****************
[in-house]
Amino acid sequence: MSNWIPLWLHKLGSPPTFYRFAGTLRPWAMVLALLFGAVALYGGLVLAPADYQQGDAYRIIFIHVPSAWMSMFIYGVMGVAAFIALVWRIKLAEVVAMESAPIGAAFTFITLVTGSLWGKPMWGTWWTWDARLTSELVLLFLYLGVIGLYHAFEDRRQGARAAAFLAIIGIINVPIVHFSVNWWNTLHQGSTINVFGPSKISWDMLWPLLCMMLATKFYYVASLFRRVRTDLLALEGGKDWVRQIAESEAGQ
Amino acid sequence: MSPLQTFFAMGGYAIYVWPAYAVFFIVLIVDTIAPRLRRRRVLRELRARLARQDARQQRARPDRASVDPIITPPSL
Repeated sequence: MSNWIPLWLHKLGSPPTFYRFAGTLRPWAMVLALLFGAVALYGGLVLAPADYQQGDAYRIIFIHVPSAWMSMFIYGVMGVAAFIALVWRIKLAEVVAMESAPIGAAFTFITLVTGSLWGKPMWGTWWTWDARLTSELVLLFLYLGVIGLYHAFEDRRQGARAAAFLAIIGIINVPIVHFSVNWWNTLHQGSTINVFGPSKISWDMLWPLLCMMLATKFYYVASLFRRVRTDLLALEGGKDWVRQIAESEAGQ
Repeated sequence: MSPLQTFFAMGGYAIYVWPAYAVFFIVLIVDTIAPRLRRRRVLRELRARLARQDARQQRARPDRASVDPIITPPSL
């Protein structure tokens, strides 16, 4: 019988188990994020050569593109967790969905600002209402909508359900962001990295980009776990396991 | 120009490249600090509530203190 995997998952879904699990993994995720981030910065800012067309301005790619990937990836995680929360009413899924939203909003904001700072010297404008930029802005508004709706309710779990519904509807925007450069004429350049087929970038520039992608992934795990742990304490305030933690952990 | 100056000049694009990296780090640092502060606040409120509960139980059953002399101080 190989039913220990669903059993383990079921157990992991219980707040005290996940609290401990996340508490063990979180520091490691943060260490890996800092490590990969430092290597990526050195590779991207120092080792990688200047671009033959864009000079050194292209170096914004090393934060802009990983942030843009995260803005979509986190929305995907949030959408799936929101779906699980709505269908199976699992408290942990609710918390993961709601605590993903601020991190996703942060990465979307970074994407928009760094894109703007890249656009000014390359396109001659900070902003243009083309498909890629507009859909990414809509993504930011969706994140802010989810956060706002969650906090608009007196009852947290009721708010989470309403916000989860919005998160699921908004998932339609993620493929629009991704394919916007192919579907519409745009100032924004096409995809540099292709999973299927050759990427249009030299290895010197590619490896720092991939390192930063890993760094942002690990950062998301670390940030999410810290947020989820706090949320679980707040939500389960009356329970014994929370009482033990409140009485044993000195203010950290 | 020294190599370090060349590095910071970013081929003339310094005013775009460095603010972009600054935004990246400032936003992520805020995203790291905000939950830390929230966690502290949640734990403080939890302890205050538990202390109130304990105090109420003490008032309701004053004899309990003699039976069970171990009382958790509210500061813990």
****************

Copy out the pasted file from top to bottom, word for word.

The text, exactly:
[in-house]
Amino acid sequence: MSNWIPLWLHKLGSPPTFYRFAGTLRPWAMVLALLFGAVALYGGLVLAPADYQQGDAYRIIFIHVPSAWMSMFIYGVMGVAAFIALVWRIKLAEVVAMESAPIGAAFTFITLVTGSLWGKPMWGTWWTWDARLTSELVLLFLYLGVIGLYHAFEDRRQGARAAAFLAIIGIINVPIVHFSVNWWNTLHQGSTINVFGPSKISWDMLWPLLCMMLATKFYYVASLFRRVRTDLLALEGGKDWVRQIAESEAGQ
Amino acid sequence: MSPLQTFFAMGGYAIYVWPAYAVFFIVLIVDTIAPRLRRRRVLRELRARLARQDARQQRARPDRASVDPIITPPSL
Repeated sequence: MSNWIPLWLHKLGSPPTFYRFAGTLRPWAMVLALLFGAVALYGGLVLAPADYQQGDAYRIIFIHVPSAWMSMFIYGVMGVAAFIALVWRIKLAEVVAMESAPIGAAFTFITLVTGSLWGKPMWGTWWTWDARLTSELVLLFLYLGVIGLYHAFEDRRQGARAAAFLAIIGIINVPIVHFSVNWWNTLHQGSTINVFGPSKISWDMLWPLLCMMLATKFYYVASLFRRVRTDLLALEGGKDWVRQIAESEAGQ
Repeated sequence: MSPLQTFFAMGGYAIYVWPAYAVFFIVLIVDTIAPRLRRRRVLRELRARLARQDARQQRARPDRASVDPIITPPSL
């Protein structure tokens, strides 16, 4: 019988188990994020050569593109967790969905600002209402909508359900962001990295980009776990396991 | 120009490249600090509530203190 995997998952879904699990993994995720981030910065800012067309301005790619990937990836995680929360009413899924939203909003904001700072010297404008930029802005508004709706309710779990519904509807925007450069004429350049087929970038520039992608992934795990742990304490305030933690952990 | 100056000049694009990296780090640092502060606040409120509960139980059953002399101080 190989039913220990669903059993383990079921157990992991219980707040005290996940609290401990996340508490063990979180520091490691943060260490890996800092490590990969430092290597990526050195590779991207120092080792990688200047671009033959864009000079050194292209170096914004090393934060802009990983942030843009995260803005979509986190929305995907949030959408799936929101779906699980709505269908199976699992408290942990609710918390993961709601605590993903601020991190996703942060990465979307970074994407928009760094894109703007890249656009000014390359396109001659900070902003243009083309498909890629507009859909990414809509993504930011969706994140802010989810956060706002969650906090608009007196009852947290009721708010989470309403916000989860919005998160699921908004998932339609993620493929629009991704394919916007192919579907519409745009100032924004096409995809540099292709999973299927050759990427249009030299290895010197590619490896720092991939390192930063890993760094942002690990950062998301670390940030999410810290947020989820706090949320679980707040939500389960009356329970014994929370009482033990409140009485044993000195203010950290 | 020294190599370090060349590095910071970013081929003339310094005013775009460095603010972009600054935004990246400032936003992520805020995203790291905000939950830390929230966690502290949640734990403080939890302890205050538990202390109130304990105090109420003490008032309701004053004899309990003699039976069970171990009382958790509210500061813990």